One of Vankleek Hill’s most prominent landmarks has been wrapped in scaffolding, in preparation for a $600,000 paint job.
The tower is located near Home Avenue and it provides drinking water to Vankleek Hill residents. It prominently displays the name of the village, which will be scraped off sometime in the next few weeks. When the project is completed, the text will be repainted in a similar style.
Two weeks ago crews began assembling more than ten tons of scaffolding around the exterior of the standpipe, which measures around 100 feet in height. The scaffolding is 17 levels high and is intended to enable work crews to scrape off the existing paint and apply a new epoxy finish.
Ian MacLeod of WSP Group is the construction administrator for the project. He explained that the existing paint has lead in it, which is why it is necessary to seal the scaffolding in tarps. This is intended to keep the lead paint from contaminating the surroundings. After it has been scraped off, the paint will be sent to a special facility for disposal. MacLeod said that it is quite common to find lead paint on older water towers.
“The standpipe was filled with water, so we couldn’t test the paint on the interior, but we suspect it was the same type that was used on the exterior,” said MacLeod.
He estimates that when the standpipe is full, it holds approximately 2,400 cubic metres of water. The tower is ten-metres in diameter.
In order for construction workers to work on the tower, the standpipe had to be drained. It was also necessary to reconfigure the water system for the duration of the project.
“Water is usually pumped from Hawkesbury to the standpipe, where it goes outward to residents in Vankleek Hill. Now, the water is going directly from Hawkesbury into the distribution system in Vankleek Hill.
Why do we even need the standpipe? The water tower is used to make sure Vankeek Hill has a supply of drinking water.
“One of the purposes of the standpipe is security. If you have a break at the main, there would be no water (without the backup water in the standpipe). It also ensures high volume of water for fire prevention and for high water consumption periods,” said MacLeod.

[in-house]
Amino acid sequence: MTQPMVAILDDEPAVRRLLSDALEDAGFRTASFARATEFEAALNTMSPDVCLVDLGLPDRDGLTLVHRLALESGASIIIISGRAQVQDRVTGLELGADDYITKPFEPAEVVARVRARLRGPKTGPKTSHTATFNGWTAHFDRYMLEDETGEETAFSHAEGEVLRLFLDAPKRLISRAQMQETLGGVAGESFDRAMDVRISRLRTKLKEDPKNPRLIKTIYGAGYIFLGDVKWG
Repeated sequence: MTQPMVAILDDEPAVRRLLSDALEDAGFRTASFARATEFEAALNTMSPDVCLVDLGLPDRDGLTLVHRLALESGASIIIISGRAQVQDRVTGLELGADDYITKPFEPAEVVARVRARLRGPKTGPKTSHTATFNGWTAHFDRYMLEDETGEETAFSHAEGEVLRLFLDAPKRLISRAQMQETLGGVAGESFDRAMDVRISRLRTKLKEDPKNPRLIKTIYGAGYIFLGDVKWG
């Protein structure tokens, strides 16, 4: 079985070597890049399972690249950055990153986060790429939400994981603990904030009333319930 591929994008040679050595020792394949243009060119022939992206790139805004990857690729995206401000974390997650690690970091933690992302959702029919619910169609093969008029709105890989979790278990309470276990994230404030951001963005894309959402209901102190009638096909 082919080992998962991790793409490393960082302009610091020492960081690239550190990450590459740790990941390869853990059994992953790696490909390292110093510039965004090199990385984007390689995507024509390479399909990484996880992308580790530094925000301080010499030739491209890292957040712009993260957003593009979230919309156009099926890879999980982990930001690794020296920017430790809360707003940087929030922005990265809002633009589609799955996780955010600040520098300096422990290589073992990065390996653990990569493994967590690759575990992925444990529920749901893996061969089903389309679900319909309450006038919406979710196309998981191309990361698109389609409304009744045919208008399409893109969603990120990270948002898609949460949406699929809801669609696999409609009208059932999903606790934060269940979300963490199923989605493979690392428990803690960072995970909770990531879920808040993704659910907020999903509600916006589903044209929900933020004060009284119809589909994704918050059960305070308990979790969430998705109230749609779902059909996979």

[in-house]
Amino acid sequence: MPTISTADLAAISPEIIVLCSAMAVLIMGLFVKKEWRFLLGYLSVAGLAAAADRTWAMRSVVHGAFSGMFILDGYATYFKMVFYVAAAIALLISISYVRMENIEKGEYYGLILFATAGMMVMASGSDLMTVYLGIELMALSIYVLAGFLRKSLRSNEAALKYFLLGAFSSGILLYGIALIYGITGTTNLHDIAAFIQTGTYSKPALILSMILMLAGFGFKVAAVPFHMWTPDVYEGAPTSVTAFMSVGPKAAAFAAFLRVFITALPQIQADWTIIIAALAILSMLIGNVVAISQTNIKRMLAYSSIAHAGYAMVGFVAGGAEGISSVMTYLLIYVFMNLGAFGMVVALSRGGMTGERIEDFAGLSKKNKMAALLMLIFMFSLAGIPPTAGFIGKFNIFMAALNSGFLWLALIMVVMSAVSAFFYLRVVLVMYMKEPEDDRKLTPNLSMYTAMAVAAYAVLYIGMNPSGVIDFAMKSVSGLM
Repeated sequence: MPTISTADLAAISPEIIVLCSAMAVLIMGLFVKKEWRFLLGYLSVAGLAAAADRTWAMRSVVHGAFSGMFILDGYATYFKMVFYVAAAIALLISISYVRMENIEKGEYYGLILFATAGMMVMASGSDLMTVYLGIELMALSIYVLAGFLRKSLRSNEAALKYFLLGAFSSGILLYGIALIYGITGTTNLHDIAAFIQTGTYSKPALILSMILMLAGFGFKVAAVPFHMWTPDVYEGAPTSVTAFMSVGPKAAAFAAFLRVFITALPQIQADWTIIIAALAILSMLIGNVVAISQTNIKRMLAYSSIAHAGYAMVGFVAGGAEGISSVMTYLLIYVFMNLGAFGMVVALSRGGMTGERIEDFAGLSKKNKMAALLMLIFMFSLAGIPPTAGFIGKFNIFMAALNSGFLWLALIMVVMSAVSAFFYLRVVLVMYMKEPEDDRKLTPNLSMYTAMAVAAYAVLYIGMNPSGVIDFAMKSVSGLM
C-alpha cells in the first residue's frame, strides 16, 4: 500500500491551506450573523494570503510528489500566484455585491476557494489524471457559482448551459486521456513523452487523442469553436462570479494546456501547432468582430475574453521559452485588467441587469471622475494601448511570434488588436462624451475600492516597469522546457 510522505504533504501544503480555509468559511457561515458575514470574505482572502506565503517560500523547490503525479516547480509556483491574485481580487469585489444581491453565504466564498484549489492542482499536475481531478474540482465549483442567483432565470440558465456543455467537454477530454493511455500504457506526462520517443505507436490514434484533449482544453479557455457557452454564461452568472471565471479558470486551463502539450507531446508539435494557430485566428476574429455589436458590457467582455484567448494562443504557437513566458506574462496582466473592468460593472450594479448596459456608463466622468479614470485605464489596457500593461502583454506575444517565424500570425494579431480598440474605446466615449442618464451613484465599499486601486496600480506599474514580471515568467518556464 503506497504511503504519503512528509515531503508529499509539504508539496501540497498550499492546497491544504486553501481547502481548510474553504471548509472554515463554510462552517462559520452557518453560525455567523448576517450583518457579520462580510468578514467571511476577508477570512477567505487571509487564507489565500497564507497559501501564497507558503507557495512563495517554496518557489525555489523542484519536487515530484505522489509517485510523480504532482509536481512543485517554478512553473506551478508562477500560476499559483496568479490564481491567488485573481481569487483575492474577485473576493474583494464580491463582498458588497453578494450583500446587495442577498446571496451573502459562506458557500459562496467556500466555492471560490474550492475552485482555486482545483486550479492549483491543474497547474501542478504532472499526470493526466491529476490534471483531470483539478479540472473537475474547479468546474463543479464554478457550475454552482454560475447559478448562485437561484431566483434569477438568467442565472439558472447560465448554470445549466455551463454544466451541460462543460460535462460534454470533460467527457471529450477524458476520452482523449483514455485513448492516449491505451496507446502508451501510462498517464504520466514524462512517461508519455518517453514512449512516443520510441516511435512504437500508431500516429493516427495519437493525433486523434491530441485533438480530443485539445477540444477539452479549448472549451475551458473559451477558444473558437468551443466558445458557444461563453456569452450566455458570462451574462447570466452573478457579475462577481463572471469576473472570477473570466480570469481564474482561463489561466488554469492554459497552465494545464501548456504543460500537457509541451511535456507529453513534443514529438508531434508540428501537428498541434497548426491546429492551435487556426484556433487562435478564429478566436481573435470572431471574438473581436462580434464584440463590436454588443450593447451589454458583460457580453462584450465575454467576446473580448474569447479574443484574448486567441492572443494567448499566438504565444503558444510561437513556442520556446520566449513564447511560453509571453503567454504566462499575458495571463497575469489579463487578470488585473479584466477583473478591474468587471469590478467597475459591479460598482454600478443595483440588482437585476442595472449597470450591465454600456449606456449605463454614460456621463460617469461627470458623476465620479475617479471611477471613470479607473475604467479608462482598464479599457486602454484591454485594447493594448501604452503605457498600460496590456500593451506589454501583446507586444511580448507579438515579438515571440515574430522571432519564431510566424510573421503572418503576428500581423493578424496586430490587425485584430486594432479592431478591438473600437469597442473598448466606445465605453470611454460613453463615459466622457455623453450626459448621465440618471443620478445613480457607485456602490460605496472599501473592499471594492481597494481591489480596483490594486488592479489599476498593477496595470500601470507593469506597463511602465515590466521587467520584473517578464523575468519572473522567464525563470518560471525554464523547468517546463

If there is a high demand for water during the period when the standpipe is under construction, MacLeod warns that water pressure may drop. Areas like sections of High Street that already have low water pressure, may be more affected than others.
“Fortunately, its taking place during the later part of the year when water consumption is a bit lower than in summer months,” said MacLeod.
Champlain Township Public Works Director James McMahon is in charge of ensuring that residents have access to water. He said that a water tanker and an extra pumping system will be on site to ensure that there will be water at all times.
Sandblasting off the old paint is expected to take a little more than a week, at which point crews will begin to apply the new epoxy finish. They will apply two layers of epoxy to the exterior of the tower and three layers to the interior. A hanging scaffolding system, similar to what it used by window washers, will be erected to facilitate work on the interior of the tower. Construction lights will also be used to illuminate the dim interior, which does not typically accommodate visitors.
A mini submersible with an attached camera was dropped in the standpipe three years ago to aid with the visual inspection.
“We found some spotting on the interior, specifically rust spots around the seams and welds. We want to ensure the integrity of the structure, which is why we went forward with the project,” said McMahon.
In addition to a new epoxy paint job, which will feature on off-white colour, a new access port will also be added. The 180 degree circular entrance, which is similar to a manhole cover, will be installed near the base of the standpipe. The existing entrance is also located near the base of the standpipe and is similarly designed.